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How to Hire a Disc Jockey by Barbara Jennings

For musical entertainment, disc jockeys (DJs) add a special element to any large or small party. You can usually customize the play list and just leave the music to the DJ to oversee. DJs used to be connected strictly with parties for younger crowds, but that's not true any longer. A good DJ will have a wide assortment of musical styles and genres to suit the theme of your party or the age range of most of your guests.

A good DJ is also useful to the enjoyment of a party because they will interact with the crowd more than a band. They have a knack for getting people up and dancing. There's nothing worse than throwing a party with great music and having your guests afraid to venture out on the dance floor to enjoy themselves. A good DJ also knows how to generate participation from all generations present at the party, generations that might not mix well at all otherwise.

A good DJ will have his/her pulse on the party at all times. They will know when to step up the beat of the music and when to slow it down. They might even hold contests of a wide variety to generate involvement and excitement.

You may wish to get some estimates from 2-3 before selecting one because the prices can vary widely. Bear in ming that the DJ must account for travel time to and from the location of the party, plus the set up and tear down time of the equipment, plus the wear and tear on the equiment, and the time and talent they invest at the party itself.

Here are some guidelines if you're looking for a DJ.

  • To find a DJ in your area, contact local entertainment companies that specialize in providing entertainers for parties. If you live in the Los Angeles/Orange County area, here's a good one: DJ Swivell (Ian Jennings), (714) 963-3071 or fill out this brief form and submit it: Hire DJ Swivell.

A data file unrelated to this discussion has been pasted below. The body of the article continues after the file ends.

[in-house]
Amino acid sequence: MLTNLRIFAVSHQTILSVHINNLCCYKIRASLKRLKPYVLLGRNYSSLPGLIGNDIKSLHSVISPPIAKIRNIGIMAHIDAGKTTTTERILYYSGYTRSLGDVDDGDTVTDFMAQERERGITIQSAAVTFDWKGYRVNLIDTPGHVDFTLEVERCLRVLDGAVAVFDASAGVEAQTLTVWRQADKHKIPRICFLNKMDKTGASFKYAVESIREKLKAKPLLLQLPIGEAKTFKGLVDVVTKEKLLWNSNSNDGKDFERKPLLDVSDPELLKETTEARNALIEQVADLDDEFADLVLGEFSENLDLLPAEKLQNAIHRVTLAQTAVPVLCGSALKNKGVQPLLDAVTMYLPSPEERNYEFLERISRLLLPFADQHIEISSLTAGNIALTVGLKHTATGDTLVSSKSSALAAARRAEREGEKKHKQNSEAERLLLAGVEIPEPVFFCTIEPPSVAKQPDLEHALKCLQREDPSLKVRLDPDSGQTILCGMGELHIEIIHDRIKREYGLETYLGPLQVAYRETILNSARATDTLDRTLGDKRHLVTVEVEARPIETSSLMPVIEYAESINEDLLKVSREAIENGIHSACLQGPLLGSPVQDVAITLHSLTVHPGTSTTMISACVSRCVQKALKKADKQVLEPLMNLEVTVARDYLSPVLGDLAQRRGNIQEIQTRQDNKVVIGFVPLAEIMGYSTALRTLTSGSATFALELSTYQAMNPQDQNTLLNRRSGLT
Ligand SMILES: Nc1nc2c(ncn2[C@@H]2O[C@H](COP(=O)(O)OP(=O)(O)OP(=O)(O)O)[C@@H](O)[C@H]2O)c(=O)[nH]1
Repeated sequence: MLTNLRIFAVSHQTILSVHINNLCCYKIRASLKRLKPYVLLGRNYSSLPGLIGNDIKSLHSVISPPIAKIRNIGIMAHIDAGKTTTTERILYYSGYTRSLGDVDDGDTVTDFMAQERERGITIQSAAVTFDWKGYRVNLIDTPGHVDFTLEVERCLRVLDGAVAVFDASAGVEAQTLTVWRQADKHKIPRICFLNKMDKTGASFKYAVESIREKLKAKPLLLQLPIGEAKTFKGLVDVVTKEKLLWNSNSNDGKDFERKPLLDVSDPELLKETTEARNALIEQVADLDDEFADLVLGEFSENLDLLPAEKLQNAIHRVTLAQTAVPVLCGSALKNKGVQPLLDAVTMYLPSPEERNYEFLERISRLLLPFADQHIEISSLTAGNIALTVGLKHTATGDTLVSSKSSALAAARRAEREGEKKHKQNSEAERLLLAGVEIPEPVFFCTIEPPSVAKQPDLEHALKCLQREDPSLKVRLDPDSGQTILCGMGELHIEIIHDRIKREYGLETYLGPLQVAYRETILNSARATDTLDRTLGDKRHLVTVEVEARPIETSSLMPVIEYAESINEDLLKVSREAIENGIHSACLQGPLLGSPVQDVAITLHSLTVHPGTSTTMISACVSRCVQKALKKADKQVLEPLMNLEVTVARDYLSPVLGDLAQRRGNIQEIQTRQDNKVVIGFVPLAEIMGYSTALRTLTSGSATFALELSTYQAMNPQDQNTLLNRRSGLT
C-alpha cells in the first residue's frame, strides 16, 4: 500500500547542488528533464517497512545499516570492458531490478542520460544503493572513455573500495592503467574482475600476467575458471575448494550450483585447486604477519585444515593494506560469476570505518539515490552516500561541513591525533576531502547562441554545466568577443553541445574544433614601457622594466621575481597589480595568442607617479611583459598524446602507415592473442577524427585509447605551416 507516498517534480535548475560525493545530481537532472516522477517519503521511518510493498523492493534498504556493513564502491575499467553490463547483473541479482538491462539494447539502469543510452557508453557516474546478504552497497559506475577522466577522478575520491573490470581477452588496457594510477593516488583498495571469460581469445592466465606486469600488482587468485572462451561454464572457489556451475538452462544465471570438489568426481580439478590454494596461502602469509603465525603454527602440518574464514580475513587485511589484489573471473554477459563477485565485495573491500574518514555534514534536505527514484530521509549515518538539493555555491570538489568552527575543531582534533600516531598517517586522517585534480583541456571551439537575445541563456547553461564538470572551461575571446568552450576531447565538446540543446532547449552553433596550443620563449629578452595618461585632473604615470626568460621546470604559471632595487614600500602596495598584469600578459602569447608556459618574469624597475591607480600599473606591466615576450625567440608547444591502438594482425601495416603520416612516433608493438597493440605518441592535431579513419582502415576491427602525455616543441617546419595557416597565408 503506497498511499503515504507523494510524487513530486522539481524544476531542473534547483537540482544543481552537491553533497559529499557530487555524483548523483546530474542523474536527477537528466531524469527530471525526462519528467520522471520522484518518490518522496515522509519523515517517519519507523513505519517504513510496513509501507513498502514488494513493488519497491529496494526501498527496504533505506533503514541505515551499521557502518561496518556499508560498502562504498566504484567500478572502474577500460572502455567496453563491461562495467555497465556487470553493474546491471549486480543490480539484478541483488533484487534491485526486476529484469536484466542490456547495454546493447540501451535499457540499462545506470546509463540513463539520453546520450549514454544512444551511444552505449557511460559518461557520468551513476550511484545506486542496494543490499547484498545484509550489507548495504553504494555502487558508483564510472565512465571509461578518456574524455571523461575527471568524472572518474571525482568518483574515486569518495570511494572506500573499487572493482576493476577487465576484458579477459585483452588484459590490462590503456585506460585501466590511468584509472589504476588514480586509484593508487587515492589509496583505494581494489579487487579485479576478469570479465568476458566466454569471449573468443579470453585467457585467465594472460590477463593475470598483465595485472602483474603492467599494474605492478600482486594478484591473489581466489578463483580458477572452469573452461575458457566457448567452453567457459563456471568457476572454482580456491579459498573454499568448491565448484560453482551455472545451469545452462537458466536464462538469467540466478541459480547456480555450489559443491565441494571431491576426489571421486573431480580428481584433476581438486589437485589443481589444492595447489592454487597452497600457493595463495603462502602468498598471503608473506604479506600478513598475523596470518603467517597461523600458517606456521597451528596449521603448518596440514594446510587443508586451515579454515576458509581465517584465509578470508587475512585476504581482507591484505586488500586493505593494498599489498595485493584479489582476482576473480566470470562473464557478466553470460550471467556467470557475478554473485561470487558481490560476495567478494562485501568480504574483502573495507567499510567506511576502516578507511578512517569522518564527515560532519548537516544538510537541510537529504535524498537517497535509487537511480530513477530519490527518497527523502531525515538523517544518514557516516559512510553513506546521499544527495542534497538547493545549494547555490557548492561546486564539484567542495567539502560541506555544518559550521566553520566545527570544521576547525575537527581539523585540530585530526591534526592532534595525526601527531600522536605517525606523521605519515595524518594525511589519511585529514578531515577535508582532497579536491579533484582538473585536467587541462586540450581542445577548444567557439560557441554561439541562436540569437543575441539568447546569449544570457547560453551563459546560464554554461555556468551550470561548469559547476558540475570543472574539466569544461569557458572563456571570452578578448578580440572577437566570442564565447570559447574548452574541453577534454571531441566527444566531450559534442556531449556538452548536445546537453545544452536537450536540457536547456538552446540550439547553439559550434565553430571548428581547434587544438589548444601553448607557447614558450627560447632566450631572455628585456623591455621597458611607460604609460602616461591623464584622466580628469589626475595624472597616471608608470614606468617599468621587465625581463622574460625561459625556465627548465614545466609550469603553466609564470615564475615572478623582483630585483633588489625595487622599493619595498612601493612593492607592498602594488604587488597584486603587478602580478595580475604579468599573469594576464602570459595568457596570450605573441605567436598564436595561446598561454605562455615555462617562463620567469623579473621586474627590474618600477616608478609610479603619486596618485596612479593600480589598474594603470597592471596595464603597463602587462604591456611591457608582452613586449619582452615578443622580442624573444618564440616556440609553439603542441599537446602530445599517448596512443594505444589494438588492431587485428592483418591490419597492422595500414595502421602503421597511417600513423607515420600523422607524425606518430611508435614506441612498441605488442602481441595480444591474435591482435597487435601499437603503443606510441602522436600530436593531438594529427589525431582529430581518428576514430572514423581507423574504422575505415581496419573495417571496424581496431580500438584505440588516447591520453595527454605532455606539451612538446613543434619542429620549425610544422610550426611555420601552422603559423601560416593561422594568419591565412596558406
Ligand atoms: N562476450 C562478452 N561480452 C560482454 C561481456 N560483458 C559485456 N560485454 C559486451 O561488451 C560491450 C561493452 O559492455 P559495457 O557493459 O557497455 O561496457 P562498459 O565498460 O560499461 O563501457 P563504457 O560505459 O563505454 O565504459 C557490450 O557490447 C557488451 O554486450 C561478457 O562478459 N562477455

• Ask the DJ to give you a list of the types of parties the DJ has worked.
  • Meet with the DJ to get an idea of his/her personality and style. Be very specific about what you are looking for and the type of party and guest list you are planning. Talk about the DJ's wardrobe. Listen to ideas the DJ might have to gain an idea of his experience and background.
  • If possible, try to see the DJ in action at another party or affair. Some DJs might even have a demonstration video you can view.
  • Submit an advance play list to make sure the DJ has the selections on hand that you want. Discuss the guests you will be having, particularly the age groups.
  • A good DJ will have his own equipment. Verify that this is the case. Their equipment should include: props, all music selections, speakers and sound system, microphones and such. They may or may not have their own table. If not, be sure to have one available.
  • A good DJ will probably have a written contract for you to sign. If not, be sure to construct one yourself. Make sure you list the name of the DJ who will be working the event. Do not leave it unspecified or there is no telling who might actually show up to work the event. List the starting time and ending time of the event and any extra charges that may be incurred.
  • Specify in the contract the number of breaks that the DJ will have and when they will be taken and the duration allowed. The more specific the contract is, the better.
  • If you want the DJ to also act as a Master of ceremonies, be sure to state that and include in the contract.
  • Be sure your DJ has directions to the event in advance.
  • Be sure both you and the DJ check on the power outlets available at the event in advance so there are no on-site complications later.

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(2004-05 Copyright Barbara Jennings)

Barbara Jennings
is the West Coast Pioneer in Redesign, author of 7 decorating books, a published artist, corporate art consultant, and furniture arrangement consultant. For training in professional furniture and accessory arrangement, or to start your own redesign or art consulting business, please visit: